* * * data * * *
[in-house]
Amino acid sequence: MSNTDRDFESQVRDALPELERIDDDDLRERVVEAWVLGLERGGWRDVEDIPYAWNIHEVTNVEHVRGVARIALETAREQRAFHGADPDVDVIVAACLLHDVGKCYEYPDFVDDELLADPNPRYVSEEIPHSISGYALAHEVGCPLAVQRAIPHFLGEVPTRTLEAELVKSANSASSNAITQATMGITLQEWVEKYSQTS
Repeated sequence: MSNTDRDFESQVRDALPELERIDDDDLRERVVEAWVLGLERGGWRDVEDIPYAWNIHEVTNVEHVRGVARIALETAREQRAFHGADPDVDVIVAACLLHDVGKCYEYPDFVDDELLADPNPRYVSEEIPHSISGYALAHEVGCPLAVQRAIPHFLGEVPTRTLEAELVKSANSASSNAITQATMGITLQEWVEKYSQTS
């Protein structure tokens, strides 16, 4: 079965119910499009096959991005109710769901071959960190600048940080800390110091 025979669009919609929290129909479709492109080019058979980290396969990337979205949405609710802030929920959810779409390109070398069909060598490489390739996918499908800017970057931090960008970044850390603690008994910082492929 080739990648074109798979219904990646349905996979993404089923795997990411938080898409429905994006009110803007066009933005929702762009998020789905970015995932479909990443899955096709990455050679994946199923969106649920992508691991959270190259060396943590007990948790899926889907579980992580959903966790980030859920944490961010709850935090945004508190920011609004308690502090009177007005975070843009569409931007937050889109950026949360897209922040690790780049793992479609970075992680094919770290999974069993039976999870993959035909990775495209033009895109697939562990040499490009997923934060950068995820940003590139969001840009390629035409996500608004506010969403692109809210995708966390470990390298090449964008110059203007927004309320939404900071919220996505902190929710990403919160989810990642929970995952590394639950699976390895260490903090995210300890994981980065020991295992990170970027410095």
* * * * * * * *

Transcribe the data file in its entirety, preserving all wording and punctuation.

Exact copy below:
[in-house]
Amino acid sequence: MSNTDRDFESQVRDALPELERIDDDDLRERVVEAWVLGLERGGWRDVEDIPYAWNIHEVTNVEHVRGVARIALETAREQRAFHGADPDVDVIVAACLLHDVGKCYEYPDFVDDELLADPNPRYVSEEIPHSISGYALAHEVGCPLAVQRAIPHFLGEVPTRTLEAELVKSANSASSNAITQATMGITLQEWVEKYSQTS
Repeated sequence: MSNTDRDFESQVRDALPELERIDDDDLRERVVEAWVLGLERGGWRDVEDIPYAWNIHEVTNVEHVRGVARIALETAREQRAFHGADPDVDVIVAACLLHDVGKCYEYPDFVDDELLADPNPRYVSEEIPHSISGYALAHEVGCPLAVQRAIPHFLGEVPTRTLEAELVKSANSASSNAITQATMGITLQEWVEKYSQTS
């Protein structure tokens, strides 16, 4: 079965119910499009096959991005109710769901071959960190600048940080800390110091 025979669009919609929290129909479709492109080019058979980290396969990337979205949405609710802030929920959810779409390109070398069909060598490489390739996918499908800017970057931090960008970044850390603690008994910082492929 080739990648074109798979219904990646349905996979993404089923795997990411938080898409429905994006009110803007066009933005929702762009998020789905970015995932479909990443899955096709990455050679994946199923969106649920992508691991959270190259060396943590007990948790899926889907579980992580959903966790980030859920944490961010709850935090945004508190920011609004308690502090009177007005975070843009569409931007937050889109950026949360897209922040690790780049793992479609970075992680094919770290999974069993039976999870993959035909990775495209033009895109697939562990040499490009997923934060950068995820940003590139969001840009390629035409996500608004506010969403692109809210995708966390470990390298090449964008110059203007927004309320939404900071919220996505902190929710990403919160989810990642929970995952590394639950699976390895260490903090995210300890994981980065020991295992990170970027410095």